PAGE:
Ten Reasons to Pursue the Liberal Arts

Oct 05, 2010

College students are increasingly encouraged to pursue majors which lead directly to great jobs post-graduation. Though the line may not be as well-drawn for majors in the liberal arts, there is still great value in a broad-based liberal arts education. Read on to learn how studying humanities and the liberal arts can enrich your life - and your career.

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College students who choose majors in the liberal arts stand ready to meet the needs of tomorrow's employers. While majors like engineering, math, and computer science are popular job generators, experts note that majors emphasizing other, less specific job skills can also lead to career success. According to the National Association of Colleges and Employers, the following skills - listed in order of importance - are most essential to college recruiters. A liberal arts degree can help you develop each one:

1. Be a team player.

The most important skill for job success, according to the recruiters surveyed, is the ability to work as a member of a team. The peer review process and research required for a liberal arts degree prepares students for the collaborative process in many work environments.

2. Make decisions and solve problems.

Workers need to be able to see a problem, determine the best course of action, and follow it through. Developing a thesis from inception to conclusion sharpens a student's critical thinking skills, which are vital in today's fast-paced workforce.

3. Plan your work and work your plan.

Workers at each stage of their careers need to be able to work independently, take stock of each task required, and prioritize as necessary. Typically, coursework in the liberal arts leads students in many different directions and through many different experiences. Students become adept at handling several different tasks at the same time.

4. Communicate effectively.

Communication - written and oral - is the key to success in the workplace. Ideas drive work, and those who can communicate ideas effectively will shine. Liberal arts majors write a great deal and often make presentations, which can strengthen their public speaking skills.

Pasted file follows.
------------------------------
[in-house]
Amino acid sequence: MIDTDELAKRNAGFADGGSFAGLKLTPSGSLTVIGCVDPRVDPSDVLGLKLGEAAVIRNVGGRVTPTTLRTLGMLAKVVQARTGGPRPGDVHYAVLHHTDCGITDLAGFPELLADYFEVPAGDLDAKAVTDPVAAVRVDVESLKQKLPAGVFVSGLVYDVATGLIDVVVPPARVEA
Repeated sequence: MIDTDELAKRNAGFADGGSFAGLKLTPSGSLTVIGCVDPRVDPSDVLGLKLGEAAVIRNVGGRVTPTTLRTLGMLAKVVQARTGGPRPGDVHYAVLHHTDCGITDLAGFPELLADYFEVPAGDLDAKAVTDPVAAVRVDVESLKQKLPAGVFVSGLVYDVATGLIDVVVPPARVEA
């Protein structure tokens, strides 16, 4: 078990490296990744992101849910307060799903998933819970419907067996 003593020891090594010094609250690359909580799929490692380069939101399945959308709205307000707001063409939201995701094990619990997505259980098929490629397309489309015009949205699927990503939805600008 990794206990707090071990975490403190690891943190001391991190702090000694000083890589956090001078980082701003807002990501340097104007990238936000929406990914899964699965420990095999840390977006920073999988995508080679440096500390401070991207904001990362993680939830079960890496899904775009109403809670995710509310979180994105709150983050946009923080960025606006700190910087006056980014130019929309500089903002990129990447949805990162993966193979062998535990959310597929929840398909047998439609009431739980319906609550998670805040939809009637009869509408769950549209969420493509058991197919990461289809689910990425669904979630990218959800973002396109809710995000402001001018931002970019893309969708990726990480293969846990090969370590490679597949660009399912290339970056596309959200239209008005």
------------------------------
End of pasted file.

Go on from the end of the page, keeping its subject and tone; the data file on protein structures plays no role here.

5. Get the answers.

The ability to find the answers when questions arise is vitally important. Liberal arts majors do major research, often creating a culminating thesis project before graduation. Knowing where to find information and being able to synthesize it for others can set a worker apart in almost any office.

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6. Figure out the figures.

Data drives many aspects of our work - there are numbers to process in every imaginable career field. Mathematicians may be able to generate the data, but CEOs are looking for workers who can decipher the data and apply it to business situations. Liberal arts majors often acquire the critical thinking skills necessary to use hard data as a stepping stone for solving human problems.

7. Use the machines to do the job.

Virtually all work done today requires proficiency with computers, from word processing to spreadsheet development. Liberal arts majors may write and research using both word processing and spreadsheet software, and they take those skills right to the workplace following graduation.

8. Know the software.

Through extensive computer use, liberal arts majors learn many popular business software packages. Employees with prior knowledge of key software can often learn new software programs quickly and adapt when needed.

9. Write often. Write well.

Liberal arts majors write. A lot. Good writers can find success in many fields, and companies may ask applicants to submit writing samples or take writing tests as conditions of employment. Liberal arts majors are often uniquely prepared in this area.

10. Make the sale.

Liberal arts majors get a great deal of practice developing an argument and making the case on a particular issue. This kind of education can prepare students for the sales aspects of many careers. Persuasion lies in confidence, and liberal arts majors have the opportunity to develop that confidence by working with students and professors from diverse perspectives.

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